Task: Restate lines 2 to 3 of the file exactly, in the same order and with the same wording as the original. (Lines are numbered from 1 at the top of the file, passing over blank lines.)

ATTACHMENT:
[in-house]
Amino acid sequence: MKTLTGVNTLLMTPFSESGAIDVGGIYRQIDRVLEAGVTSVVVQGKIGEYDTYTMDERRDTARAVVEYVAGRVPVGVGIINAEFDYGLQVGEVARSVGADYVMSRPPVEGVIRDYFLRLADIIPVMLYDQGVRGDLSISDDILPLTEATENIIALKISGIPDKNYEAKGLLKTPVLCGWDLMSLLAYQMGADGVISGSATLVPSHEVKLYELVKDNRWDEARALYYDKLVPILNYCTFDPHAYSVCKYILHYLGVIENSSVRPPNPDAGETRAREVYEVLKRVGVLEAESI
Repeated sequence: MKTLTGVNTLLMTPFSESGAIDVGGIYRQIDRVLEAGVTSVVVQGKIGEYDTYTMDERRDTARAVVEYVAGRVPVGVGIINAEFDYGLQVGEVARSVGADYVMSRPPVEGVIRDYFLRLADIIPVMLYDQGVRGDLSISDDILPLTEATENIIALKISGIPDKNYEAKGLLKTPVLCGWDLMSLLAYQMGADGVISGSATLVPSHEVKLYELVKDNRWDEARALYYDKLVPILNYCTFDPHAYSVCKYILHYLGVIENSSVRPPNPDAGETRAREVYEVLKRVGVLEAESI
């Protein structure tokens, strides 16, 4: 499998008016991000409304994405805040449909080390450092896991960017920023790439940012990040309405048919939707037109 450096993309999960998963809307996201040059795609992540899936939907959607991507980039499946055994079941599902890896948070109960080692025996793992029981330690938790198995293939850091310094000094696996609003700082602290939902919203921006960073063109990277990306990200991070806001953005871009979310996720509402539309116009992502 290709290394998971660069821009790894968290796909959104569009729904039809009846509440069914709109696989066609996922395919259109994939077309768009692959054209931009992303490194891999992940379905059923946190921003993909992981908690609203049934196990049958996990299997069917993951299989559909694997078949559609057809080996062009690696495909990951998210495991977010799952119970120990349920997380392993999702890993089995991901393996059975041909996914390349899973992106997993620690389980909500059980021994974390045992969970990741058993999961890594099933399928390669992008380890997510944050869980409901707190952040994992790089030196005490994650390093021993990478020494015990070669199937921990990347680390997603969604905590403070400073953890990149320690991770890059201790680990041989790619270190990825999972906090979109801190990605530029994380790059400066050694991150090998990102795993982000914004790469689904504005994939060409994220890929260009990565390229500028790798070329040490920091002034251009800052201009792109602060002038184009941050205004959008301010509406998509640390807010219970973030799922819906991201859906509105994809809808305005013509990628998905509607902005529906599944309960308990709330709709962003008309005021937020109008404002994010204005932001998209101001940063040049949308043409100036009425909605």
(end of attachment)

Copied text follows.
Amino acid sequence: MKTLTGVNTLLMTPFSESGAIDVGGIYRQIDRVLEAGVTSVVVQGKIGEYDTYTMDERRDTARAVVEYVAGRVPVGVGIINAEFDYGLQVGEVARSVGADYVMSRPPVEGVIRDYFLRLADIIPVMLYDQGVRGDLSISDDILPLTEATENIIALKISGIPDKNYEAKGLLKTPVLCGWDLMSLLAYQMGADGVISGSATLVPSHEVKLYELVKDNRWDEARALYYDKLVPILNYCTFDPHAYSVCKYILHYLGVIENSSVRPPNPDAGETRAREVYEVLKRVGVLEAESI
Repeated sequence: MKTLTGVNTLLMTPFSESGAIDVGGIYRQIDRVLEAGVTSVVVQGKIGEYDTYTMDERRDTARAVVEYVAGRVPVGVGIINAEFDYGLQVGEVARSVGADYVMSRPPVEGVIRDYFLRLADIIPVMLYDQGVRGDLSISDDILPLTEATENIIALKISGIPDKNYEAKGLLKTPVLCGWDLMSLLAYQMGADGVISGSATLVPSHEVKLYELVKDNRWDEARALYYDKLVPILNYCTFDPHAYSVCKYILHYLGVIENSSVRPPNPDAGETRAREVYEVLKRVGVLEAESI